Two years of sustained efforts by the Mumbai police to keep the streets safe for pedestrians seems to have yielded results with instances of chain snatching cases in 2016 recording the lowest in the past five years.
With a total of 445 cases reported across 93 police stations last year, the figure was less than half of what had been reported in 2014 (909), or a little more than one fifth of the cases registered in 2013 (2,090).
Sources in the Mumbai police told HT that the success in the crackdown on chain snatching syndicates (or lone operatives) was achieved through a two-pronged strategy that involved a change in the SoP (Standard Operating Procedure) and application of tougher laws. “The campaign against chain snatching was persuaded with the same vigour as the anti-drink driving campaign by the traffic police or the crime branch’s drive against the underworld some years back,” sources added.
Joint commissioner of police, law and order, Deven Bharti said that chain snatching assumed centre stage of policing concerns in the last two years. “Despite our best efforts, instances of chain snatching had refused to come down, as is seen in the figures of years preceding 2015. A chain or a mangalsutra is not just a property alone. A lot of sentimental value is attached to it,” Bharti said while advancing reasons for the all-out crackdown. “It also makes a feeling of insecurity in the streets.”
To address the problem, a calibrated strategy was put in place. “To begin with, police stations were asked to dig out information about chain snatchers, active and dormant, in their respective areas and monitor their movement on a daily basis,” a deputy commissioner of police (DCP) from the western suburbs said. Secondly, the city was mapped to identify areas affected by the problem and surveillance was intensified accordingly. Moreover, special teams were constituted in police stations to solve undetected chain snatching cases with the help of private CCTV footages (obtained from residential complexes or business establishments). “However, the most important field strategy was conducting raids on hideouts across the city’s limits in Thane and Navi Mumbai,” sources said.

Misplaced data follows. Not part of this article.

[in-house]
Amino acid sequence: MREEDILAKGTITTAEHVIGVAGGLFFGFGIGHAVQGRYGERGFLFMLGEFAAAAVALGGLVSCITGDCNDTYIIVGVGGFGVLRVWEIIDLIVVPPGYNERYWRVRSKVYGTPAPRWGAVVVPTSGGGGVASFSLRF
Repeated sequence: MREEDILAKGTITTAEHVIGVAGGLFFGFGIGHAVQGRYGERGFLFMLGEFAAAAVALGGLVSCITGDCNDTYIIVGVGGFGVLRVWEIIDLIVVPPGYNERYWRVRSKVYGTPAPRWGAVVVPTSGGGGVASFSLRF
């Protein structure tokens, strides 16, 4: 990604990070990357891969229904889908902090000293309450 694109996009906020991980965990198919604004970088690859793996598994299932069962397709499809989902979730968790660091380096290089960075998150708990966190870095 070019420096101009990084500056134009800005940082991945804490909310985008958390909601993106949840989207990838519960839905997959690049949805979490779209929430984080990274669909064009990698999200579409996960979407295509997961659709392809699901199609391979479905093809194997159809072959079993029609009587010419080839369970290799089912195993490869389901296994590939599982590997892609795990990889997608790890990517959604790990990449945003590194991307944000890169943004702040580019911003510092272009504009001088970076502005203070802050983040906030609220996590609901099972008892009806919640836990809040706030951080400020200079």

After blocking the escape routes for chain snatchers in the streets, the police started applying stringent laws that denied them easy legal immunity. “In cases where they were found operating as a syndicate, we started slapping the Maharashtra Control of Organised Crime Act (MCOCA). In other instances, we started booking them under IPC Section 392 (robbery) instead of Section 379 (theft). While the latter is a minor offence (maximum 3 years of imprisonment upon conviction), the former is a serious offence in which the jail term can be extended to 14 years upon conviction,” Bharti said adding, “Obtaining bail under MCOCA and IPC Section 392 is also tough.”
Mumbai police spokesperson Ashok Dudhe claimed that the strategy showed results in the first year (2015) when the figure of chain snatchings fell to 909 from the previous year’s figure of 1409 cases. For instance, Dudhe said, Zone IV (comprising areas like Matunga, Kalachowkie, Sion, Wadala, Bhoiwada et al) which traditionally recorded higher instances of chain snatching, had just about 5-6 cases registered for several months against the traditional monthly figure of around 50-60 cases. “The tempo was maintained in 2016. With prompt availability of private CCTV footages and increased presence of policemen on the street, the figure came down to an all-time low this year,” he added.
Meanwhile, a former assistance commissioner of police (ACP), who had played a key role in the crackdown against the underworld a decade ago, said that the application of MCOCA has spread fear in the minds of chain snatchers. “Several of them are languishing behind the bar without bail,” he said. However, he expressed doubts over the drastic fall in the number of cases. “As far as I know, in 10-12 per cent cases police stations burked registration of offences in order to keep the figures down,” the officer claimed while requesting anonymity.